No matter how much you prepare between now and then, when you head into the woods during deer season this year, there will be many questions left to be answered.
Will you see many deer? Will you fill your tag at all? Will your friend end up with the biggest buck … again?
The answer to one key question, however, will be answered on Friday: Will you be allowed to target does, as well as bucks, during the season?
The Department of Inland Fisheries & Wildlife will hold its annual any-deer permit lottery on Friday, and for 45,385 lucky winners, the answer to that final question will be “Yes.”
For the rest of us, the answer will be “No.”
Therefore, we’ll end up looking for bucks … only bucks … again.
According to the DIF&W Web site, during the archery, regular firearms and muzzle-loader deer seasons, only hunters with valid any-deer permits may hunt deer with antlers less than three inches long.
The rest of us, according to law, will be looking for bucks with substantial headgear attached.
This year’s 45,385 any-deer permits will be allotted in only 11 of the state’s 29 Wildlife Management Districts.
The BDN will not publish the names of the lucky winners — it’d fill the entire paper if we did — but you can find the results at the DIF&W Web site (www.mefishwildlife.com).
Another housekeeping matter to be aware of: The state will not send you an actual any-deer permit, nor a transportation tag. Instead, you’ll be expected to find your personal any-deer permit number on the Web site, record it, and keep it with you while hunting.
The total number of any-deer permits has been reduced for the second straight year in response to a pair of severe winters that have adversely affected the state’s deer herd, especially in extreme northern Maine.
In 2007, a total of 66,275 any-deer permits were allotted. That was reduced to 51,850 permits in 2008, and to 45,385 this year.
The breakdown of those 45,385 permits: A total of 954 will be allotted to those who hold a Superpack license, 11,348 will go to landowners, 30,588 go to Maine residents who don’t qualify for the Superpack and landowner drawings, and 2,495 permits go to non-residents.
The highest total of any-deer permits will be awarded in WMD 22, which includes West Gardiner and Litchfield (7,980 permits) and in WMD 23, which includes Newburgh, Unity and Albion (7,920 permits).
No any-deer permits will be allotted in northern Maine. The other WMDs with any-deer permits (with the total number of permits that will be awarded, according to the DIF&W Web site: WMD 15 (3,915 permits), WMD 16 (3,400), WMD 17 (4,730), WMD 20 (3,800), WMD 21 (4,750), WMD 24 (2,050), WMD 25 (5,040), WMD 26 (1,200) and WMD 29 (600).
Get ready for the gun show
Gun collectors, hunters and those interested in a variety of antiquities and accessories will flock to the Bangor Auditorium this weekend for the 322nd annual Bangor Gun Show.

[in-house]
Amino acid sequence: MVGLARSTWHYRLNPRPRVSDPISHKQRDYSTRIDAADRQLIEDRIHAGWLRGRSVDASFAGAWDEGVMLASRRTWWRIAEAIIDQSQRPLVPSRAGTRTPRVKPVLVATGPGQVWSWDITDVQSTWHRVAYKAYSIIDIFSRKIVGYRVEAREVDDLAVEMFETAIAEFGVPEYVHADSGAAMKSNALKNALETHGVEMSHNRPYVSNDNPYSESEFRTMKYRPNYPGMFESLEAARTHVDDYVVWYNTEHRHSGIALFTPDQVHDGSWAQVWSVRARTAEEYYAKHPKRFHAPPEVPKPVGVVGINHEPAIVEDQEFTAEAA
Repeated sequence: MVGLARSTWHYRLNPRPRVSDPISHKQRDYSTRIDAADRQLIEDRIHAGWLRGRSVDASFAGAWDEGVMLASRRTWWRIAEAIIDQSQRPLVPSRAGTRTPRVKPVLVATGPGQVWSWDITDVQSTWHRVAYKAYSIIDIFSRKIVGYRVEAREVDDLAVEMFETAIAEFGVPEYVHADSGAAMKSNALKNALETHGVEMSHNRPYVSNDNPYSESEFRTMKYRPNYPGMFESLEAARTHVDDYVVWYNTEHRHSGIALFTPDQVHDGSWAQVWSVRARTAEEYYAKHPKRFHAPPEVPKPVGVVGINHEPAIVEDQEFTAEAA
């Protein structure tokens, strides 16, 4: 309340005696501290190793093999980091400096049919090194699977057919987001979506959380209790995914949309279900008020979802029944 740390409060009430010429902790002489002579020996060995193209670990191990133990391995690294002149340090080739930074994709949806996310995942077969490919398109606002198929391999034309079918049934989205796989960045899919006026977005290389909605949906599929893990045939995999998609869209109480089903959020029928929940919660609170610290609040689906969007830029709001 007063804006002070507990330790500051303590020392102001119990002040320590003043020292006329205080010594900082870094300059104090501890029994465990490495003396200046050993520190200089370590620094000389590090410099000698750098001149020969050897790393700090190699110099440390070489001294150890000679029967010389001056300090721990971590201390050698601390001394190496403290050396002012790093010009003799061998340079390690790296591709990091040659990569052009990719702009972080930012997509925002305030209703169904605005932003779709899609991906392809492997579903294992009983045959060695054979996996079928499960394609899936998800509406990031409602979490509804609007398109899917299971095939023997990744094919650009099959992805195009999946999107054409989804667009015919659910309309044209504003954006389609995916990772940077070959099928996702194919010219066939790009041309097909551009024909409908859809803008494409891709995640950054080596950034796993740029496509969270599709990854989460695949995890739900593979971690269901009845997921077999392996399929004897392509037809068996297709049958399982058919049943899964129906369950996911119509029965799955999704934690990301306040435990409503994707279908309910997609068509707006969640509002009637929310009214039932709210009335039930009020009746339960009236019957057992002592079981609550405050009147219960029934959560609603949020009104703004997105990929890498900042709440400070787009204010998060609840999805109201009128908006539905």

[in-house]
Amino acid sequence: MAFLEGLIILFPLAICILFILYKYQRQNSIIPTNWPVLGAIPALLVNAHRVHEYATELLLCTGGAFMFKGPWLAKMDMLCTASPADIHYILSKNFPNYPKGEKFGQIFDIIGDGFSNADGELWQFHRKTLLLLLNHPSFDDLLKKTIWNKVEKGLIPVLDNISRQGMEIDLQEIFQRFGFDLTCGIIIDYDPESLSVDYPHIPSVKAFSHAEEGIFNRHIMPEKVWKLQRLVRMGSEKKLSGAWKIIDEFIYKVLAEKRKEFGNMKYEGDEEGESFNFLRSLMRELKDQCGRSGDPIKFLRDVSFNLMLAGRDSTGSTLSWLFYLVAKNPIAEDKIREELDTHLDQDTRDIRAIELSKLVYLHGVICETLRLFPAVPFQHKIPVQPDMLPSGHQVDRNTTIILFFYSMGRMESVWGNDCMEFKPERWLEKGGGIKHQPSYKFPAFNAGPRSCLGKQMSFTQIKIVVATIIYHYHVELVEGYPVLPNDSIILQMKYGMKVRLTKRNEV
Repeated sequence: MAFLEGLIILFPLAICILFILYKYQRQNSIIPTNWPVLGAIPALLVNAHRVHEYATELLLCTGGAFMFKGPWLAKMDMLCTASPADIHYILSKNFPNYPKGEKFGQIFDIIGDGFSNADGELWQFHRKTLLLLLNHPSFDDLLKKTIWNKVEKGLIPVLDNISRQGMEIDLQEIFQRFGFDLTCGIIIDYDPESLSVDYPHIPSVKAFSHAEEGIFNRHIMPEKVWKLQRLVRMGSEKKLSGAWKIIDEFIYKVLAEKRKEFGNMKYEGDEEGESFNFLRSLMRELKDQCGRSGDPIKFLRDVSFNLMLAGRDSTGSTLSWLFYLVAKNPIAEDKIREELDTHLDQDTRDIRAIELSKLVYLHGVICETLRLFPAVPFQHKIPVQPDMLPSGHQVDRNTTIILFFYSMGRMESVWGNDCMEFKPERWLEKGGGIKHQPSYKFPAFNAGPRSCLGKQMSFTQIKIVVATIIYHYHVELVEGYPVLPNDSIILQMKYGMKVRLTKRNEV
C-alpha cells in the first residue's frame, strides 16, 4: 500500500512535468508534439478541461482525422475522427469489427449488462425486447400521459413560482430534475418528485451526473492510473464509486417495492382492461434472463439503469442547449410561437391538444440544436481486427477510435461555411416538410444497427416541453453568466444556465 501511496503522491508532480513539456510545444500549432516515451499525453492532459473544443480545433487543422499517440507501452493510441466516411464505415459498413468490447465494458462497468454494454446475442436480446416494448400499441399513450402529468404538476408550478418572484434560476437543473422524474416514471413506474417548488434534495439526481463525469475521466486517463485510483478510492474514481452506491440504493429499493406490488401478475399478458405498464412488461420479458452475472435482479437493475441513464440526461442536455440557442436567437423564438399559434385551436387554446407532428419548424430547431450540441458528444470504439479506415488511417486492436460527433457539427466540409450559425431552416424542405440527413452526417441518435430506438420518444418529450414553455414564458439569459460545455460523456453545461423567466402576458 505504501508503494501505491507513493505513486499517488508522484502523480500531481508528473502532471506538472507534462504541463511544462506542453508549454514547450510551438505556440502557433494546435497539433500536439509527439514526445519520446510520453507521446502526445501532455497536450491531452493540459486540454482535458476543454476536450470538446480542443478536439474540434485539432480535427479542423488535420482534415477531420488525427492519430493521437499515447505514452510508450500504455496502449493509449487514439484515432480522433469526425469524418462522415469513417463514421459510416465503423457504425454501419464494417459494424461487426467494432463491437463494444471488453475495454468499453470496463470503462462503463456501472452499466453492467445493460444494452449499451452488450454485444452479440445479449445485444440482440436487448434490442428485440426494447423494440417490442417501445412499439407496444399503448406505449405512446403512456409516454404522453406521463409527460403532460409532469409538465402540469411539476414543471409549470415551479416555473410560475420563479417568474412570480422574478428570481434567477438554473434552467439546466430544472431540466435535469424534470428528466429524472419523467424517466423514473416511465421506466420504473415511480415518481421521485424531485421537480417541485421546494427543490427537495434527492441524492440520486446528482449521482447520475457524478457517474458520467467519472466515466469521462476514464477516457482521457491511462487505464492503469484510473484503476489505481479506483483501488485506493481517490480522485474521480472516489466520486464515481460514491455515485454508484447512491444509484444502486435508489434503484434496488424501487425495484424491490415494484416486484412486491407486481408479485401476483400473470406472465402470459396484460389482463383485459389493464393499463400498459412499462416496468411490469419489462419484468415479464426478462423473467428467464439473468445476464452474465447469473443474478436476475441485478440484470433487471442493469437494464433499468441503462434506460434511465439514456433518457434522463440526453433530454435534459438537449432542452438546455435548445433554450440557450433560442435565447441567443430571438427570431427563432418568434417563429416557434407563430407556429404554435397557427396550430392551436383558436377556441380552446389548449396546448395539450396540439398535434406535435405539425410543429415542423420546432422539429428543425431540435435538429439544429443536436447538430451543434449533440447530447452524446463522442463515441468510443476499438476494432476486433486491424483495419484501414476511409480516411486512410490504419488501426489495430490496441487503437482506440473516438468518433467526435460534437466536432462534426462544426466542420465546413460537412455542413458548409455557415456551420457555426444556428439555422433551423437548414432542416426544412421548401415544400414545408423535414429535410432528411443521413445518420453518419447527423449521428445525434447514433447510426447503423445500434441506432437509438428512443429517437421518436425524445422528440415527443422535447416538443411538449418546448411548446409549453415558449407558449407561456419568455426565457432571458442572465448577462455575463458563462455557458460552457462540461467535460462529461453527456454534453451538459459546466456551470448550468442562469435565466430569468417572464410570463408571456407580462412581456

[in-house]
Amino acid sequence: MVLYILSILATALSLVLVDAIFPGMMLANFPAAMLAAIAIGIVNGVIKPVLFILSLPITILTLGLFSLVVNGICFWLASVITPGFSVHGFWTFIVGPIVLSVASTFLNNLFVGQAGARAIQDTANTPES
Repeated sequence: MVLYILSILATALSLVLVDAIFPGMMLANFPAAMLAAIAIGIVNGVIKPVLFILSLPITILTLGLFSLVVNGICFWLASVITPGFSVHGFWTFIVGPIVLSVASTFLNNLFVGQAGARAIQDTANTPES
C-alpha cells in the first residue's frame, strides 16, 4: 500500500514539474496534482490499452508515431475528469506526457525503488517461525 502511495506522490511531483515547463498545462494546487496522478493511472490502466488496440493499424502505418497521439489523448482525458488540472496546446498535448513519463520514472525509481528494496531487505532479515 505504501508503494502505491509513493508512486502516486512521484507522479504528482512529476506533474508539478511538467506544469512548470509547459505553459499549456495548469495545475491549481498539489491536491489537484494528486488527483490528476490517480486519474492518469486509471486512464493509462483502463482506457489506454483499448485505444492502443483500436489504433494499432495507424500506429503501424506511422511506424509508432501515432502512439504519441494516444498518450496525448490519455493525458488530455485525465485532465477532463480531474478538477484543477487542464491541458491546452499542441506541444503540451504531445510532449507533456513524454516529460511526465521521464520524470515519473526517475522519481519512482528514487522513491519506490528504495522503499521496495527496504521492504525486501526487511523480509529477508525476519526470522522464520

The show, which was begun by Bangor Daily News Charities and run by that organization for 16 years, has been organized and put on by the Penobscot County Conservation Association for the last 16.
The show will run from 9 a.m. until 5 p.m. on Saturday and from 9 a.m. until 2 p.m. on Sunday.
General admission tickets are available for $7, while children under 12 get in free with an adult. NRA members and law enforcement personnel will pay $6 while those who join the NRA at the show get in free.
And whether you’re looking for a collector’s piece or a modern rifle to take with you in the woods during deer season, you’re sure to find something that catches your eye at the show.
Some dealers typically offer knives, ceremonial swords, books and artwork, while others specialize in guns by specific manufacturers.
Others represent various outdoor stores in the area, and will have a selection of their products on hand for customers to peruse.
As in past years, all modern firearms at the show will be sold under the same federal guidelines — including the national instant check system —that would be in place at a department store or gun shop, and all vendors of those weapons must be federally licensed dealers.
The show is a major fundraiser for the PCCA, and has helped fund wildlife conservation and conservation law enforcement scholarships at the University of Maine and Unity College, as well as other conservation-related projects throughout the year.
Looking for bear stories
So, how’s your bear season progressing?
The state’s hunting season for bears began on Aug. 31, and I’m hearing anecdotal reports that indicate many hunters are having success.
I’ll be tracking down some bear tales over the next couple of days, and if you’ve got a story to tell, I’d love to hear it.
If all goes well, on Saturday I’ll pass along some of the most interesting stories (and hopefully some reports from the experts) to readers.